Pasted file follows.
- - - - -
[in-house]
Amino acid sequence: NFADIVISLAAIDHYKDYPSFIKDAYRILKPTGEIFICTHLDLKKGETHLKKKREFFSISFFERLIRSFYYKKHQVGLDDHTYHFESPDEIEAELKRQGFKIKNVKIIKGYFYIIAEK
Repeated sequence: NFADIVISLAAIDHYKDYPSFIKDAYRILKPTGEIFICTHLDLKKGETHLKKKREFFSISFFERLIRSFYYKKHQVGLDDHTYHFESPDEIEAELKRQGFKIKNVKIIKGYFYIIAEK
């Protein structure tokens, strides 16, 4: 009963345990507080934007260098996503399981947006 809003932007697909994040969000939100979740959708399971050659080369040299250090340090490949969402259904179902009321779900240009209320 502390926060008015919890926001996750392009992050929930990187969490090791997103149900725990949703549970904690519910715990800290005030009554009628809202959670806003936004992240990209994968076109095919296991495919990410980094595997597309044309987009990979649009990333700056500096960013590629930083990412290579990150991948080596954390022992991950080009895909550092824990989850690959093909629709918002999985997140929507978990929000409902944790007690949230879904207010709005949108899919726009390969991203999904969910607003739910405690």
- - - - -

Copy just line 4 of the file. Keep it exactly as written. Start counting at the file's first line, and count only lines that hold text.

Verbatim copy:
């Protein structure tokens, strides 16, 4: 009963345990507080934007260098996503399981947006 809003932007697909994040969000939100979740959708399971050659080369040299250090340090490949969402259904179902009321779900240009209320 502390926060008015919890926001996750392009992050929930990187969490090791997103149900725990949703549970904690519910715990800290005030009554009628809202959670806003936004992240990209994968076109095919296991495919990410980094595997597309044309987009990979649009990333700056500096960013590629930083990412290579990150991948080596954390022992991950080009895909550092824990989850690959093909629709918002999985997140929507978990929000409902944790007690949230879904207010709005949108899919726009390969991203999904969910607003739910405690």